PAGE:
The bonds of siblinghood: Inside Iowa State’s LGBTQ+ sorority

By Christine Salek

What do you call a sorority that prides itself in “siblinghood” (not sisterhood), educates the community on LGBTQ+ issues and is more than happy to show off their pets for a good cause?

Just call them Gamma Rho Lambda – Omicron Chapter.

This chapter of the social, non-residential sorority more commonly known as GRL came to Iowa State in April 2014 and brought with it a whole new outlet for social change.

“One huge factor [that makes us different] is our diverse atmosphere,” said Kate Smith, senior in public relations and Spring 2016 inductee. “It is a very accepting space, and not just for identities but for personalities as well.”

Aside from its primary messages of inclusivity and acceptance – including being open to people of any gender – GRL plays a vital role in educating Iowa State students on issues related to the LGBTQ+ community.

“We host workshops at Iowa State to help further education about LGBT issues and causes,” said Jackie Horsfall, senior in public relations and founding member of GRL. “Being in the Multicultural Greek Council, you stand for more than just yourself. It’s a duty to do outreach, educate and have a platform.”

“Our push for educational outreach [is important],” Smith said.


Members of Gamma Rho Lambda – Omicron Chapter pose outside Iowa State’s Memorial Union.

This push begins even before a student becomes a member of GRL. Unlike a traditional sorority, GRL’s recruitment activities take place after the school year begins, where interested students must attend at least one social event and one educational event. Following an interview process, they learn whether their potential new siblings voted them into the sorority.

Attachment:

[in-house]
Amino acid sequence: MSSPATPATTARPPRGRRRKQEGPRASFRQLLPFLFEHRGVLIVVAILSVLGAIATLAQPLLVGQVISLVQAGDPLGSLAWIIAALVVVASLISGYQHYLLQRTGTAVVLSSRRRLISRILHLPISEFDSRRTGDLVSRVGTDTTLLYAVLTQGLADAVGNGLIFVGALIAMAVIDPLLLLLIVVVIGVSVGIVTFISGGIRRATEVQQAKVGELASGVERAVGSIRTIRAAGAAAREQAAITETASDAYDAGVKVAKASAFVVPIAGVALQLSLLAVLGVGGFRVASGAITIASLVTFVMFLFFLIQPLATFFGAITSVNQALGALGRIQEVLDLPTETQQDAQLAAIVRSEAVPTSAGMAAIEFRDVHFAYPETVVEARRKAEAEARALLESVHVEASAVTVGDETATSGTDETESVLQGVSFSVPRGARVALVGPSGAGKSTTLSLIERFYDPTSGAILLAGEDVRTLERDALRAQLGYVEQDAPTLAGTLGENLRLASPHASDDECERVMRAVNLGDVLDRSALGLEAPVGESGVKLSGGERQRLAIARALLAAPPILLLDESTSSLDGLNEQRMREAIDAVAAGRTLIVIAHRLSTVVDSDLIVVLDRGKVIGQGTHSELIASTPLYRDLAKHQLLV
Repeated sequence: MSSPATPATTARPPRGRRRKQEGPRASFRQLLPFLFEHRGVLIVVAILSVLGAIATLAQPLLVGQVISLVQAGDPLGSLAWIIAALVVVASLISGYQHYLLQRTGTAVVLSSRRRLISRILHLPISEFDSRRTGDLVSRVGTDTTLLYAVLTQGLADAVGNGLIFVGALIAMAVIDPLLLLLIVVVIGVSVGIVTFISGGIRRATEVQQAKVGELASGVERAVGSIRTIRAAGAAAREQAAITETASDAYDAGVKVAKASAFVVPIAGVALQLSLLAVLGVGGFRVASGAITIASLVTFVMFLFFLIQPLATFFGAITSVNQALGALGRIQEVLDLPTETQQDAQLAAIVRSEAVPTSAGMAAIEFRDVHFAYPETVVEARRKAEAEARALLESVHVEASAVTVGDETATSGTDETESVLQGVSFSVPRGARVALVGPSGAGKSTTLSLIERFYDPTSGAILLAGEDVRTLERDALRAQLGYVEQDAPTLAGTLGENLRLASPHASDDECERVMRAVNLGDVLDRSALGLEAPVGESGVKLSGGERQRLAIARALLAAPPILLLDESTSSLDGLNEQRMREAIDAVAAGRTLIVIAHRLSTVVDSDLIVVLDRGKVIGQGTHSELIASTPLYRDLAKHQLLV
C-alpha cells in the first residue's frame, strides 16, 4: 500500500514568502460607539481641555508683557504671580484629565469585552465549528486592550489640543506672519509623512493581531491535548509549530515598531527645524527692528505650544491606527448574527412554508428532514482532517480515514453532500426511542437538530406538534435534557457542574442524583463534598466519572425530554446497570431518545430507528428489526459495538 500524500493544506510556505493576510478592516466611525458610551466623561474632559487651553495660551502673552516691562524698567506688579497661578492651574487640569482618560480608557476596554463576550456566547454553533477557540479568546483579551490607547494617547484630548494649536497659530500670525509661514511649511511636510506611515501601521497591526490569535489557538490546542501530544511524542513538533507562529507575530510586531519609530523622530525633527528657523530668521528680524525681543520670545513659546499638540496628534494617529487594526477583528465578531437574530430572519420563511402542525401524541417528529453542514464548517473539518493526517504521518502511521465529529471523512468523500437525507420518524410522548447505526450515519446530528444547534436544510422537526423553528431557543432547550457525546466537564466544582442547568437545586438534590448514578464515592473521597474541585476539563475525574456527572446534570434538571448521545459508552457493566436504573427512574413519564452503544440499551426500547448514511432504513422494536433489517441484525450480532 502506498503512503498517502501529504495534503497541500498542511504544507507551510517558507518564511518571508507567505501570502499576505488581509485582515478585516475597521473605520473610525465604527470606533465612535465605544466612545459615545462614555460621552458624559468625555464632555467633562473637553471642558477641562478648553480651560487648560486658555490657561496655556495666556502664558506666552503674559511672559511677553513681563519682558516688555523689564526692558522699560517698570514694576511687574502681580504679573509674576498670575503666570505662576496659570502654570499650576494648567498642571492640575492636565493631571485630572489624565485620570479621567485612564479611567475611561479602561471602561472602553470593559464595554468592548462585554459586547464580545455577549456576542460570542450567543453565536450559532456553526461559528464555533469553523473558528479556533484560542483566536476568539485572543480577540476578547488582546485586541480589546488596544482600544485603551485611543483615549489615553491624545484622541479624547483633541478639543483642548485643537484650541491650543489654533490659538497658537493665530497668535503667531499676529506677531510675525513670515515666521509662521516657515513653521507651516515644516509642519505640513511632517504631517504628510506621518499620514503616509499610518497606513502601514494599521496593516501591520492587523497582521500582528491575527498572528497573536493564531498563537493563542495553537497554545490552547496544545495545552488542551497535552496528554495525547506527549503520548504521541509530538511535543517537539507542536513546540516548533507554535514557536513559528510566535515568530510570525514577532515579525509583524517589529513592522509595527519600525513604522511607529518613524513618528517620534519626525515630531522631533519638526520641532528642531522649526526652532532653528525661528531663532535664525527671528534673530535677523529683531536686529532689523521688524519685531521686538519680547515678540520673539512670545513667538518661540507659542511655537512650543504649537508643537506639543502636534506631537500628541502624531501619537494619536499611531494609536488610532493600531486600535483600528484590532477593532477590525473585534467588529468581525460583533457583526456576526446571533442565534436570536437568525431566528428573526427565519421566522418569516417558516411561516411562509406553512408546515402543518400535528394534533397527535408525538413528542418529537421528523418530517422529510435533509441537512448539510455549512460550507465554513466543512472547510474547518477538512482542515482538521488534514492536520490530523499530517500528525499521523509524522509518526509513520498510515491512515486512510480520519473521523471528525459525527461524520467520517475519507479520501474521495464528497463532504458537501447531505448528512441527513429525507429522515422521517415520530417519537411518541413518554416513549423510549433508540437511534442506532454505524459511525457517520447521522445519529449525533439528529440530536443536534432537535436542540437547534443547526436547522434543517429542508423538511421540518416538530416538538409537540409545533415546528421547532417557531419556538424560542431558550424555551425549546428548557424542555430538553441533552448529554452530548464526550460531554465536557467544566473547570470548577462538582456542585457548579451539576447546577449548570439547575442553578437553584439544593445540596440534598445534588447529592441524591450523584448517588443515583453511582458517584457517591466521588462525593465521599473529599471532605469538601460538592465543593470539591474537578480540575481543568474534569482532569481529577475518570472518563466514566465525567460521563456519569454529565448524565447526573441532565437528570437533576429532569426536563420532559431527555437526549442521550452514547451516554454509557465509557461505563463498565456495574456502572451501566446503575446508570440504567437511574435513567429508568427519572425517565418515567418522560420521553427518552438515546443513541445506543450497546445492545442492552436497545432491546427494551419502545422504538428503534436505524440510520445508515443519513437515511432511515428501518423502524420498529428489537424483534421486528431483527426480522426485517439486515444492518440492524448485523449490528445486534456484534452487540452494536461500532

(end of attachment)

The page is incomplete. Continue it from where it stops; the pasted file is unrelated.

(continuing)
New members don’t have to be part of the LGBTQ+ community, but they should be committed to being strong allies if they aren’t. According to its Iowa State Greek Affairs description, GRL “exemplifies the qualities of acceptance, diversity, unity and trust” – and Horsfall and Smith can tell you exactly how they continually strive to uphold these virtues.

“We are very big on [gender] pronouns: asking and giving pronouns and not assuming others’ pronouns,” Horsfall said. “We make sure all activities are inclusive for those with disabilities. And when planning holiday related events, we don’t have a ‘Christmas’ party, we have a ‘winter’ party.”

More generally, Smith said GRL “[makes] sure people are validated through their identities.”

“We are a unified group of individuals who share common bonds through our lived experiences in marginalized groups,” she said, also echoing Horsfall’s stress on ensuring everyone knows and respects each others’ pronouns.

As the year continues, GRL members will both engage in the aforementioned educational activities and hold fundraisers that benefit their local philanthropy, which they have yet to choose.

To benefit the sorority’s national philanthropy, The Trevor Project – an LGBTQ+ youth suicide prevention organization – GRL will create and sell calendars of their pets.

“We all have an insane amount of pets,” Horsfall said.


Gamma Rho Lambda – Omicron Chapter, Iowa State’s LGBTQ+ sorority, recruits new members every semester.

Efforts like this might be made easier by having a chapter residence where all members can provide live-in help, like a traditional sorority. However, neither Smith nor Horsfall believe the lack of a house takes away from the most important thing: sibling bonding.

“We have weekly business meetings that bring us all together, as well as socials and events to attend,” Smith said. “I think it’d be great to have a residence, but it’s not feasible for our sorority at this time.”

Even without a house, GRL still makes sure that members of the LGBTQ+ community can come together in a safe environment with allies that can help amplify their voices.

“Those who are [part of the LGBTQ+ community] experience GRL on a different level than our allies,” Smith said. “We have a personal stake in the sorority as it specifically stands for us and our identities.”

And as a group committed to the advancement and positive visibility of minoritized individuals, the more diversity within their ranks, the better.

“Representation is key to acceptance,” Horsfall said.


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